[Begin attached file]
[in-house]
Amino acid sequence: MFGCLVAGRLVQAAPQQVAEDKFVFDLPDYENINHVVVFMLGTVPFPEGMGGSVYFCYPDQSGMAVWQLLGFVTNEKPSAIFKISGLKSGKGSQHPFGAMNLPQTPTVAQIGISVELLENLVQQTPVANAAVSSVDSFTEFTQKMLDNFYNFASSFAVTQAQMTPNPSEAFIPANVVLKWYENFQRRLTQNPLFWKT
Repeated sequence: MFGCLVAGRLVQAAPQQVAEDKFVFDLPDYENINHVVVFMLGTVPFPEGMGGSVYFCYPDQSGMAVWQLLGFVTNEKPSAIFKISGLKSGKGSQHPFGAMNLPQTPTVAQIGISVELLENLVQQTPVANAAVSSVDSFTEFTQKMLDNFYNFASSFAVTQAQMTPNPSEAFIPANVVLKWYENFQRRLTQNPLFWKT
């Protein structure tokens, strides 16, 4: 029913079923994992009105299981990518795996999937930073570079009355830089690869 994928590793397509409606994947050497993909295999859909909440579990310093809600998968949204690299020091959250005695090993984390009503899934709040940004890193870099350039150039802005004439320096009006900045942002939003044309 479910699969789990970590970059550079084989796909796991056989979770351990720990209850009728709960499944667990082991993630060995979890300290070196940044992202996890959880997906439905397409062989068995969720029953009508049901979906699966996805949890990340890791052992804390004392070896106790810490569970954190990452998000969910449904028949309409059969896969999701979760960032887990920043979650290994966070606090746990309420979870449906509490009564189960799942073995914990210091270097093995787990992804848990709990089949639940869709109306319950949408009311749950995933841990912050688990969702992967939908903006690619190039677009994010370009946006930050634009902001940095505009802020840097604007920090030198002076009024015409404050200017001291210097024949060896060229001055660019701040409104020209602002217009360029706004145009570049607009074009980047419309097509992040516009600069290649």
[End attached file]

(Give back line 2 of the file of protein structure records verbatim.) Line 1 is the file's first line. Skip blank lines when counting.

Amino acid sequence: MFGCLVAGRLVQAAPQQVAEDKFVFDLPDYENINHVVVFMLGTVPFPEGMGGSVYFCYPDQSGMAVWQLLGFVTNEKPSAIFKISGLKSGKGSQHPFGAMNLPQTPTVAQIGISVELLENLVQQTPVANAAVSSVDSFTEFTQKMLDNFYNFASSFAVTQAQMTPNPSEAFIPANVVLKWYENFQRRLTQNPLFWKT